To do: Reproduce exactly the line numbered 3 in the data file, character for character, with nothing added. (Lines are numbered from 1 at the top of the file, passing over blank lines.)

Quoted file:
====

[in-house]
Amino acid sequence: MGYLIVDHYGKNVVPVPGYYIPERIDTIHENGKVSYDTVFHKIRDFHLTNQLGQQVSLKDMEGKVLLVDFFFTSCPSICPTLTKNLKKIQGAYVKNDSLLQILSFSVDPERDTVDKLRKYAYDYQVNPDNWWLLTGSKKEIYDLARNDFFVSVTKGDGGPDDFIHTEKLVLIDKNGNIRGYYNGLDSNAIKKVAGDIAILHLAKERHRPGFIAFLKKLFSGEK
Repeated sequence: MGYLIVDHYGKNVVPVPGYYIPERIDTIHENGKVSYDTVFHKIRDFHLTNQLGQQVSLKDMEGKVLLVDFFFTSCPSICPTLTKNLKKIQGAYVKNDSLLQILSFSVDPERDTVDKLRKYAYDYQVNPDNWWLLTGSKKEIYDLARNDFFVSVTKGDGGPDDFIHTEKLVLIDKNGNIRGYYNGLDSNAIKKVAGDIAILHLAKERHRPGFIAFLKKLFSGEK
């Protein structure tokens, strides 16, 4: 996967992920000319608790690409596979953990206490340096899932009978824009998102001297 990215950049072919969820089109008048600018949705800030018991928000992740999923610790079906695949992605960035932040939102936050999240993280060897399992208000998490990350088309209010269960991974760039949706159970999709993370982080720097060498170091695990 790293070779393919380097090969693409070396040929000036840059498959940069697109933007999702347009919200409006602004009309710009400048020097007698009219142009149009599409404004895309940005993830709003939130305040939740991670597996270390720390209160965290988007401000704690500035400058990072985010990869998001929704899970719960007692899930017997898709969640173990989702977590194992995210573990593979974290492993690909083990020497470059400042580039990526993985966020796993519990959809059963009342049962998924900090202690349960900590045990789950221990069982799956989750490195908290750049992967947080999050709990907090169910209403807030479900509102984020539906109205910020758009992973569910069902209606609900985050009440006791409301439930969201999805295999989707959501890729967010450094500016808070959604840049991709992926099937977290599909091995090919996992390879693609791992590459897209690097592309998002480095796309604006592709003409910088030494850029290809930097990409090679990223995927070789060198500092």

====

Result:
Repeated sequence: MGYLIVDHYGKNVVPVPGYYIPERIDTIHENGKVSYDTVFHKIRDFHLTNQLGQQVSLKDMEGKVLLVDFFFTSCPSICPTLTKNLKKIQGAYVKNDSLLQILSFSVDPERDTVDKLRKYAYDYQVNPDNWWLLTGSKKEIYDLARNDFFVSVTKGDGGPDDFIHTEKLVLIDKNGNIRGYYNGLDSNAIKKVAGDIAILHLAKERHRPGFIAFLKKLFSGEK